Co teaching
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Co-Teaching. Sheryl Baker Mary Wardell. Purpose. To discuss pros and cons of co-teaching To provide clarification of job responsibilities of co-teaching partners. To understand that a successful co-teaching partnership takes time, honesty and patience

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Co-Teaching

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Co teaching

Co-Teaching

Sheryl Baker

Mary Wardell


Purpose

Purpose

  • To discuss pros and cons of co-teaching

  • To provide clarification of job responsibilities of co-teaching partners.

  • To understand that a successful co-teaching partnership takes time, honesty and patience

  • To really believe that both teachers are there for the benefit of the students! (Don’t take things too personally)


Co teaching givens

Co-Teaching Givens

  • You are a team and partners.

  • Both teachers have to be able to share, compromise, and negotiate.

  • You both plan, teach, develop materials, and grade (if finding planning time an issue – it is much harder to do).

  • You can review each other’s part of the lesson and student handouts.

  • You must develop a professional relationship.

  • This takes time and patience to develop.


Why do you co teach

Why do you co-teach?

  • Because students are more successful in general education classes with co-teachers.

  • Some of the students in your class are deemed “at risk” or challenged due to educational needs.

  • Expectations to differentiate instruction are far greater – ex. Accommodations, reformatting of work

  • Documentation, contact with home, and paperwork is time consuming.

  • Many times the partners are assigned based on scheduling availability.


Accommodations

Accommodations

  • Both teachers should be aware of them.

  • Create spreadsheet of students.

  • Figure out how the accommodations are provided.

  • Consider switching groups so that one teacher does not always stay with a certain group.

  • Pass around spread sheet


Dealing with students in the classroom

Dealing with Students in the Classroom

  • Since you are a team, you back each other in front of students, and discuss later.

  • Students need to see both teachers as credible.

  • Teachers need to develop an interactive style that both are comfortable with.

  • You need to communicate with your co-teacher about student interactions (cc. emails, have one communication log to record interactions)

  • Students will try to divide and conquer the teachers as they do with their parents.

  • Both teachers need to make phone calls home, make comments on papers, address discipline as well as positive student contributions.


Dealing with parents

Dealing with Parents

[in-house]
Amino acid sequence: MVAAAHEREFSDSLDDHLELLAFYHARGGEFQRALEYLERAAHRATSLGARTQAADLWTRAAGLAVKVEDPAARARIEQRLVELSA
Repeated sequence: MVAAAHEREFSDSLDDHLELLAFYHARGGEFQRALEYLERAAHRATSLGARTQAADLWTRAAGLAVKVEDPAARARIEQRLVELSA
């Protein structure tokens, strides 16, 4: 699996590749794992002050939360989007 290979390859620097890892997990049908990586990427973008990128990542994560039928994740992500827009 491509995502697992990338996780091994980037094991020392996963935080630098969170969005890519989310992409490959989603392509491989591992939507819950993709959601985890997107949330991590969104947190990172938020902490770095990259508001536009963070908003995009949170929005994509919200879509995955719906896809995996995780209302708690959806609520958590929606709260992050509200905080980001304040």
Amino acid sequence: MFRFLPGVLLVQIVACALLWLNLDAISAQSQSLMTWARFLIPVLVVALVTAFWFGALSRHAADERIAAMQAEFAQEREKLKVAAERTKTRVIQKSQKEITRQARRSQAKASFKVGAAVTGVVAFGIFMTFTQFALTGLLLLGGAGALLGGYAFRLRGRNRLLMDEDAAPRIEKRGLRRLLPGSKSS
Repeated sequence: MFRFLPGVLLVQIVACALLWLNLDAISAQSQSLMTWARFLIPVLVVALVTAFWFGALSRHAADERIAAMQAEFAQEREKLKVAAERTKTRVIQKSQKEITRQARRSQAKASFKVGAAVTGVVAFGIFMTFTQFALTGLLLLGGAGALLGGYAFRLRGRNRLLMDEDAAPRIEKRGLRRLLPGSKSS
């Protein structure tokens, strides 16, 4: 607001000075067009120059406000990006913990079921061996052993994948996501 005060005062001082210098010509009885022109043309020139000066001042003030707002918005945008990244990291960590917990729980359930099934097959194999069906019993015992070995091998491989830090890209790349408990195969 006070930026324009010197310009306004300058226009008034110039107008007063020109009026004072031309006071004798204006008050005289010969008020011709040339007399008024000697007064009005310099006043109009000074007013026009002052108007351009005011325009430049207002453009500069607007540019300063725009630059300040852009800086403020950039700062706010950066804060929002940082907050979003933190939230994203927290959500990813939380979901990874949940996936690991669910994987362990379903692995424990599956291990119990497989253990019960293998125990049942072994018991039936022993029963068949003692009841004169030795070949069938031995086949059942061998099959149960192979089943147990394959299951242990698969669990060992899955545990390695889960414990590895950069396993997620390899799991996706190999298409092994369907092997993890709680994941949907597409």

• Either co-teacher can handle a parent conference.

  • Both teachers meet jointly with parents on parent conference days.

  • Both teachers have knowledge of grades and student skill levels.

  • Both need to have access to aspen and any student paperwork (keep all student paperwork in one binder).

  • Again…both teachers need to make phone calls home, make comments on papers, address discipline as well as positive student contributions.


Benefits

Benefits

  • Students and parents have two teachers to contact instead of one.

  • Sub plans are much easier.

  • Never a non-learning day because it is very rare when both teachers are out.

  • Two sets of skill sets to draw from.

  • The likelihood of the student or teacher disliking the same person is unlikely.

  • Professionally you can grow as an educator from learning from your partner.

  • It is easier to make that home to school connection since there are two teachers.

  • It is easier to get data or cum file info on students because you are two.

  • Nice to share the experience when dealing with students with challenges, and often times the team approach allows more creativity.


Awareness

Awareness

  • Content teachers often struggle giving up “their” class to another.

  • Content teachers have assessment scores reported by their name.

  • Co-teachers may feel they do not know the content well enough to teach it.

  • Co-teachers have caseloads; students they are responsible for in terms of monitoring their progress in school. It may involve completing paperwork, attending meetings, or meeting with students that could take them out of the classroom on occasion.


We realize

We realize…

  • This can be daunting.

  • You are building a relationship with the other teacher which takes time and trust.

  • Get to know your partner as an individual!( where do they live, how long have they been teaching, do they have children? etc)

  • We do not live in a perfect world.


Closing

Closing…

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